Maria Zanetti: “I didn’t want to make a pessimistic film”

The director is excited to present her debut feature at the festival.

You can see Germany in the Argentine competition at the 38th Mar del Plata International Film Festival, directed by María Zanetti. We talked to her about the project, which is a beautiful story about a young woman living at home and trying to cope with crisis and illness.

—What difference did it make for you to show the film in Mar del Plata?

– This is for the people you wrote this movie and imagined sitting there. I had friends come to a screening one day. I was shocked at how moving the movie, love and emotions were.

——Are you ready to say what you want to say?

– Whatever comes up now, I will do it because I started to prepare but it didn’t come out and especially today it was the happiest premiere of the people around me and it makes me nervous because people are close to me Says it will be seen. I’m glad even though you exposed yourself and had a similar moment.

——How did the idea for this movie come about?

– It was clear to me that I was going to start writing a script about this disease to tell this story. I was in the middle of a pandemic and I was watching a lot of coming-of-age movies when I found a perspective that told this story. The point of view of adolescence is when everything starts to flow. I started thinking about what I wanted to say, in what tone, from what angle, and I knew I didn’t want to make a pessimistic film, I was also sad, and I didn’t want everything to be colored. And the imagination goes to a more vulnerable, lighter place to balance. Grief seems like a very solemn state to me, but I feel like it comes with a lot of other things.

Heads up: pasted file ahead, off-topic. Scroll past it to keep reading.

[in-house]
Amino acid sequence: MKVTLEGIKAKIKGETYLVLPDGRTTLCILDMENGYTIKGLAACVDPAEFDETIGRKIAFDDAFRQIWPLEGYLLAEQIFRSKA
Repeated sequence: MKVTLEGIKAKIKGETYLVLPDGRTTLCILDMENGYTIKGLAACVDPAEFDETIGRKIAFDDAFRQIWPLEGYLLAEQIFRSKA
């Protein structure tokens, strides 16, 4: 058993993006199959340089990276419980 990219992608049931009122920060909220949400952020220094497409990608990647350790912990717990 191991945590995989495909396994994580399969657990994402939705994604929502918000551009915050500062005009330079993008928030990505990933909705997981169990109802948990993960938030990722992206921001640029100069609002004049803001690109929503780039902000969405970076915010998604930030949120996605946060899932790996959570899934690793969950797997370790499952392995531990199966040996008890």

– This was a moment of transition and a moment of Germany’s search for freedom, but you’re talking about a precise time, what was it like to reconstruct that moment?

– When I choose my time, I start investigating what we see, screens, how we relate to less screens, I have a suitcase full of memories, and announcements, so many things, that I dedicate to Art, I suddenly found myself in the main character’s room with my stuff. There’s a sense of nostalgia that appeals to me, even more so during the pandemic, when we’re finding photos, developing videotapes, and starting to build universes that are part allegory.

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